It has long been rumored (by O'Brien himself) that Richard O'Brien is at work on the "true" sequel to Rocky Horror, ostensibly to be called: Revenge Of The Old Queen, in which Frankenfurter's mother and his son come to earth to investigate the circumstances of his death. What a coup that could be...can you see Curry playing both parts? Or at least, since he is a little older now, the Queen?"


UPDATE 2: David Carpenter wrote the following:

"Read your review of Shock Treatment and figured I'd let you know some of the information I found out and maybe it might help with some of what you noticed in the movie.

"To begin with, the sequel was ORIGINALLY called Rocky Horror Shows His Heels - the songs in Shock Treatment were originally all written for THIS movie. It was supposed to take up right where Rocky Horror Picture Show ends. Brad and Janet make it to town and try to put what happened out of their heads. They get married and try to set up a new life. Janet is pregnant - she is uncertain if the baby is Brad's or Frank's,.. Marital probs are upon Brad and Janet (possibly from the pregnancy) and this was where the song "Bitchin in the Kitchen" came from. Rocky, in the meantime, recovers (he was never really dead, apparently) and takes Frank's body to Dr. Scott and forces him to resurrect Frank. To do this, Dr. Scottt has to to a transfusion with the blood of 5 male virgins. Frank is delighted to be alive again and decides to take over Denton (the song "I'm gonna be an Ace"). Brad and Janet split up and Brad goes over to stay with Dr. Scott. Janet's Dad questions Brad's sexuality ("Thank God I'm a Man"). Frank had convinced Brad and Dr. Scott to join him and they go to take over the town - in little black dresses ("Little Black Dress"). The takeover is going when it's discovered that one of the virgins in Frank's resurrection wasn't a virgin and Frank begins to deteriorate. He chases the guy around as suddenly, 2 figures emerge and gun him down - it's Riff Raff and Magenta who have come back to tie up the loose ends. They depart the earth and Brad and Janet get back together, Janet finally giving birth. From the gurglings the baby makes, it's clear that it's Frank's. I'm sure that I've overly simplified it and probably left parts out, but it's been awhile since I've even thought of it.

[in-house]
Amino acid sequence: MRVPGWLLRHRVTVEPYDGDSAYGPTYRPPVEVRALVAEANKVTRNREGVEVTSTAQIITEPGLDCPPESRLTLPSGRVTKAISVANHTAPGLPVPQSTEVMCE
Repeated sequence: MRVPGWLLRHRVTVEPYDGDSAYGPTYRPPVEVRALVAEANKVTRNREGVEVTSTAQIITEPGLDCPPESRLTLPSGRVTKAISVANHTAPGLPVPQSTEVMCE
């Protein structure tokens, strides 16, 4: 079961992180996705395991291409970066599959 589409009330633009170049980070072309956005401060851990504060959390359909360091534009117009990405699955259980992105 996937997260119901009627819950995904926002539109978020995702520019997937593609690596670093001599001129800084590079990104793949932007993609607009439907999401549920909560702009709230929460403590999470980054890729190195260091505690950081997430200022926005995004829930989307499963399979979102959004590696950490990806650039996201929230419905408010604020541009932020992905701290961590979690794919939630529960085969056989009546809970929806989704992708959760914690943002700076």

"ANYWAY, Tim Curry was being HORRIBLY typecast by Frank and had NO intention of playing him again. Not wanting to try to cast another Frank, the script was DRASTICALLY re-written as the NEXT draft; The Brad and Janet Show
.

"This story has a lot of the elements of Shock Treatment. The storyline was a bit weakened since Richard re-wrote it trying to save the songs he wrote for RHSHH. Differences in the story is that Dr. Scott is in it instead of Bert Schnick (he was found getting out of his wheel chair trying to sneak a peek at Janet by Nation, showing that he could really walk. This was later changed to Bert being able to really see when Jonathon Adams wouldn't come back to the movie). The movie was slated for production and everything was set - then there was a strike. NO exterior filming could be done. Seeing all the probs already gone through, They didn't want to try to wait and chance the project being scrapped - so Richard quickly re-wrote the script so that Denton was entirely inside a studio, along with OTHER changes, and we get the mess that is Shock Treatment. I used to have the script for The Brad and Janet Show and, even though it has a very similar story line, was much better than Shock Treatment. Still think Rocky Horror Shows His Heels would have been the best project though - pity is wasn't made."

"Well, I hope that answered some of the questions you had about the production of Shock Treatment. I actually like the movie - albeit, mainly for the songs. "

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See also: The Apple, Disk-O-Tek Holiday, That's Black Entertainment